29. Oklahoma City Thunder
Jusuf Nurkic, C, Bosnia: The Thunder are good enough now to spend late first-round picks on young and intriguing prospects, and Nurkic is a perfect candidate for that. (Previous: 29)
30. San Antonio Spurs
Jordan Adams, SG, UCLA: Adams is the kind of crafty shooting guard Gregg Popovich could probably work wonders with. He's been really nice in workouts, and his NBA stock has rocketed in recent weeks. (Previous:47)
Round 2
31. Milwaukee Bucks
Nick Johnson, SG, Arizona: Johnson was the best player on a team that won the Pac-12. He's a little small for his position. But he's a terrific athlete with splendid genes. (Previous: 31)
32. Philadelphia 76ers
Jordan Clarkson, SG, Missouri: Clarkson is a guard with size who shoots it well. He's reportedly been impressive in workouts and thus has a legitimate shot to go in the first round. (Previous: 32)
33. Cleveland Cavaliers ((via Orlando))
Walter Tavares, C, Cape Verde: Tavares is a 7-foot-3 center who is raw because he didn't start playing basketball until he was 17. He'll be the tallest player in the NBA as soon as he signs a professional contract in the United States. (Previous: 33)
34. New York Knicks ((via Boston))
Mitch McGary, PF/C, Michigan: The loss of Trey Burke always had the potential to adversely effect McGary's draft stock. A back injury didn't help, and neither did testing positive for marijuana during the NCAA Tournament.(Previous: 36)
35. Utah Jazz
LaQuinton Ross, SF, Ohio State: Some people question his motor. But nobody questions the natural talent of this junior wing who led the Buckeyes in scoring this season. (Previous: 34)
36. Milwaukee Bucks ((via Minnesota from Phoenix from L.A. Lakers))
Jahii Carson, PG, Arizona State: Carson is small but plenty quick enough to succeed in the NBA. He'll need a coach who believes in him, though. (Previous: 35)
37. Toronto Raptors ((via Sacramento))
DeAndre Daniels, SF, Connecticut: Daniels really helped himself during UConn's run to the national title. He averaged 16.2 points and 7.2 rebounds in the NCAA Tournament. (Previous: 37)
38. Detroit Pistons ((via Cleveland))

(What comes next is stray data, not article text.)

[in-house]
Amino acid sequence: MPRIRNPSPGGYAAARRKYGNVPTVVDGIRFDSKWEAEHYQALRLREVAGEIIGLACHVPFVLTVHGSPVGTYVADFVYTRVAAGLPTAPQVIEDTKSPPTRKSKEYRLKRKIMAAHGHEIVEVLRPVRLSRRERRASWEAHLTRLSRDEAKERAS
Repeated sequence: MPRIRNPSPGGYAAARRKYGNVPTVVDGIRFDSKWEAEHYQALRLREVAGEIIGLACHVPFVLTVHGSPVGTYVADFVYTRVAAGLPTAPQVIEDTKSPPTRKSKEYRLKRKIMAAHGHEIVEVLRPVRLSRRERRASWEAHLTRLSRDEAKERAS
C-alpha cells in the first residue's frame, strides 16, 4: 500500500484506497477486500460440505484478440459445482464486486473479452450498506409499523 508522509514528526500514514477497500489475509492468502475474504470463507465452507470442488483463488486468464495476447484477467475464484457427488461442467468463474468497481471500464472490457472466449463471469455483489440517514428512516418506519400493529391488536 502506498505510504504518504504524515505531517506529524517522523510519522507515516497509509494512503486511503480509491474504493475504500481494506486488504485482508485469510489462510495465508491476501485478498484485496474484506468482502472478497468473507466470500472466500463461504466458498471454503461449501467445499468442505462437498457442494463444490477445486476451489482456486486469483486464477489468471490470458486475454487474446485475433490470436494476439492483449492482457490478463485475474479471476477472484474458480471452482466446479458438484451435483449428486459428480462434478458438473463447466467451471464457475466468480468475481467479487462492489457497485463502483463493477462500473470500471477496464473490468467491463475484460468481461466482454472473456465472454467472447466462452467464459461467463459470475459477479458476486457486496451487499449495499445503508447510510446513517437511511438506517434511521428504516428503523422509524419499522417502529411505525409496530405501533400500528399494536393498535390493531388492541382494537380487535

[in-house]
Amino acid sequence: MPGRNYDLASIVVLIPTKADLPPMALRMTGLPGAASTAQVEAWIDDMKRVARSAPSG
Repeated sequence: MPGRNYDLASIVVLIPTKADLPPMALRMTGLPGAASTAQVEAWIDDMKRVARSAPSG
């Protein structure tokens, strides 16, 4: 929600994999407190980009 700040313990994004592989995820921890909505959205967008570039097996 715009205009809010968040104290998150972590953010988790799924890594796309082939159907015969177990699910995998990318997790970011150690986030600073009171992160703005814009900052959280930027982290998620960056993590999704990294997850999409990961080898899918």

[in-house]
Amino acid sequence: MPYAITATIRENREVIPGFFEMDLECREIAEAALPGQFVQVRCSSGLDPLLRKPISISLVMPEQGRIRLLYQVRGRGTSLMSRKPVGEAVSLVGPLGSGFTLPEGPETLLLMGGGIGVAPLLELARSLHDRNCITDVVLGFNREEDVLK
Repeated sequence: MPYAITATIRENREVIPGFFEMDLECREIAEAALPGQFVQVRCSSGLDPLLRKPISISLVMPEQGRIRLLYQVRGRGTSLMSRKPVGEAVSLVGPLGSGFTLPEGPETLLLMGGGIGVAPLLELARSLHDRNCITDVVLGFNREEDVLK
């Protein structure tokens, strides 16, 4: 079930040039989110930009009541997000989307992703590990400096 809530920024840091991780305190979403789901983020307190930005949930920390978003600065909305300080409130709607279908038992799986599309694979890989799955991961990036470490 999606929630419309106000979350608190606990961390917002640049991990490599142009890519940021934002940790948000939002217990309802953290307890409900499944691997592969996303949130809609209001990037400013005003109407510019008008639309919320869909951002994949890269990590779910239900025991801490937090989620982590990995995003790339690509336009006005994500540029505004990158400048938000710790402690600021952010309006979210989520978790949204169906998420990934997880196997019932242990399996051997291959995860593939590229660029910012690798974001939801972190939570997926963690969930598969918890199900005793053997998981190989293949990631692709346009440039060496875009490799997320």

Bogdan Bogdanovic, SG, Serbia: Bogdonovic averaged nearly 15 points in the Euroleague this season. He's a nice shooting guard with good size and a knack for scoring. (Previous: 38)
39. Philadelphia 76ers (via Cleveland))
Glenn Robinson III, SF, Michigan: Robinson is another Michigan player whose NBA stock dropped in his first season without Burke. There's probably a connection there. (Previous: 39)
40. Minnesota Timberwolves ((via New Orleans))
Deonte Burton, PG, Nevada: Burton might be the most athletic point guard available. He'll stick in the NBA provided he gets with the right team. (Previous: 40)
41. Denver Nuggets
Johnny O'Bryant III, PF, LSU: O'Bryant never shot better from the field (or scored more) than he did this season for the Tigers. He could be a nice role player on a good team. (Previous: 41)
42. Houston Rockets
Russ Smith, PG, Louisville: Smith will never be a true-enough point guard to be called a real point guard, but he's expanded his game, undeniably. Somebody will draft him and, I think, ultimately be glad that they did. (Previous: 42)
43. Atlanta Hawks
Vasilije Micic, PG, Serbia: Micic is a another nice Serbian prospect with good size for his position. He could come to the NBA now or get drafted and remain in Europe a little while longer. (Previous: 43)
44. Minnesota Timberwolves
James Michael McAdoo, PF, North Carolina: McAdoo will never be the player some projected he'd be coming out of high school, it seems. But he was still a solid contributor for a great ACC program, and there's still a spot for him in the NBA. (Previous: 44)